FIG. 6 shows essentially a bi-directional switching system according to the invention embodied herein and in particular shows a switching system A similar to that shown in FIGS. 1 and 3 producing a positive going output signal and a system B producing a negative going signal. The energizing signal for the A switching group is taken from a positive digital register andfor the B switching group is taken from a negative digital register. The output terminals 1 through 9 of each of the switching groups A and B are correspondingly connected to the load impedance terminals R having the same subscript numbers so that either regulator 42 or 43 may be switched depending upon the polarity of the keying digit signal.

The circuit of FIG. 5 as modified by the circuit of FIG. 6 can be used as a generator for producing some function of time. Although this particular configuration is not shown, it is brought about by merely showing the configuration of FIG. 6 as an addition to each of the groups of FIG. 5. By sequentially gating the groups of switches, going from say 999 to Zero and up to +999, a 1999 step linear staircase waveform is generated, thus by digitally programming the switch registers from some external source such as a magnetic or punched tape, any desired wave form can be generated. In this particular illustration the resolution of the generated waveform is limited to one part in 2000, but an addition of one more decade will improve this by a factor of 10. Further variations may be achieved by re-arranging and re-evaluating the switching configurations and load impedances. FIG. 7a shows for example, how a sine function generator having resolution of one part in twenty would be constructed.

In particular, FIG. 7a shows the same grouping arrangement as shown in FIG. 6 with certain modifications in the load impedance and the stage switches to give an output signal comparable to the one illustrated in FIG. 7b. For example, sequentially gating the switch group 50 with the l milliarnpere supply 51, when zero switch is turned on the current will go directly to ground via conductors 53 and 54 respectively. This is indicated by the curve in FIG. 7b, when during the first gating pulse period the voltage is Zero. Continuing with the positive digital gating register, the number 1 switch is turned on or gated during the next gating period so that the l milliarnpere of current fiows through the 0.309R load impedance via conductor 54 to produce a positive voltage there across equal to 0.309, again indicated upon the curve diagram of FIG. 7b in a positive direction. Gating the number two (2) switch puts the regulator current through the .279R and .309R load impedance via conductor 55 their sum now being equal to 0.588 volts and so indicated in the voltage-time diagram of FIG. 7b. This process continues up to switch where the voltage drop across the total number of load resistors is a maximum, the illustrated case being unity. Continuing with the positive gating register, the next gating pulse excites switch 6, but the current through this switch is by-passed, via-conductor 56, so as to pass the current through the first four load resistors, these being 0.309R, .279R, 0.22.1R, and 0.141R. In this manner, switch position 6 is the same or equivalent to the switch position 4, and the voltage drops the same in both positions. Conductors 57, 58 and 59 in a manner similar to conductor 56 places switches 7, 8 and 9 in the same respective position with regard to the load impedances as switches 3, 2, and 1. Hence, in gating sequentially the switches 1 to 9 respectively, a positive stepped-type onehalf sinusoidal wave form is produced. To produce the negative half of the stepped-type sinusoidal wave form, another switching group 60 is used, but disposed to produce a negative going voltage. Here again the gating pulses are of equal width and adapted to be available from a negative digital gating register of the kind used with respect to the positive register. Proceeding again to sequentially gate the switch group 60, going from 0' to 9 respectively, a negative going one-half sinusoidal typed; stepped wave is produced similar to that shown in FIG. 7b. Although the gating pulses for the foregoing illustration were all of equal time duration or width, it is possible to produce the sine-wave effect by using load impedances R all of equal value and having the time duration or pulse Widths varied in such a manner, as emanating from the digital gating register, to produce the said same sinusoidal wave form or effect.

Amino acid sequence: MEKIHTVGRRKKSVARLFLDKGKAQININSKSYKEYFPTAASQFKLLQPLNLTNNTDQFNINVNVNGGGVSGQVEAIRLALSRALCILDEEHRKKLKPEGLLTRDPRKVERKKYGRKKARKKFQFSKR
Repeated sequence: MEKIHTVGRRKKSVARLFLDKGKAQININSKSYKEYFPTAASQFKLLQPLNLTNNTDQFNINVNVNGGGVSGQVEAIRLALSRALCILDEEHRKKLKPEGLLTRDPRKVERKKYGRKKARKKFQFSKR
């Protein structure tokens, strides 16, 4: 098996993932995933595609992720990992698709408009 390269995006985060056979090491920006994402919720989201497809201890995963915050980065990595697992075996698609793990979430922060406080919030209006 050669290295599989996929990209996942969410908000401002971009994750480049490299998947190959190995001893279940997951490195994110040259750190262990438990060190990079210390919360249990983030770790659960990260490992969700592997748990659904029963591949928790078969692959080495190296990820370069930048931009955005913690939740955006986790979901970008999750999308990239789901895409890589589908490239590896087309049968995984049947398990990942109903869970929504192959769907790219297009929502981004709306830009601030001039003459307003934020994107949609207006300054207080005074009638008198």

The present invention lends itself to many other applications and devices, as for example, if current regulators may be produced having an output current proportioned to an input voltage;

where,

I 0=the output regulator current Ein=the input voltage to the regulator, K a constant and FIG. 6 contained such variable regulators, then, energizing No. 7 gate for example, would give an output voltage of (KEin) (7R). Hence, multiplication of an analog quantity by a digital quantity has been accomplished. This type of action can be extended for more digits and other codes. Carrying this idea still further, it would be possible if two units were used, the analog output of one feeding the input of another digital by digital multiplication could be performed with the resultant in analog. The invention may find application as an integration or variable sweep generator by taking the loading impedances R and replacing them with capacitors.

Although certain preferred embodiments of the invention have been illustrated, it will be obvious to those skilled in the arts to which the invention pertains that many other modifications may be made without departing from the spirit or scope of the invention.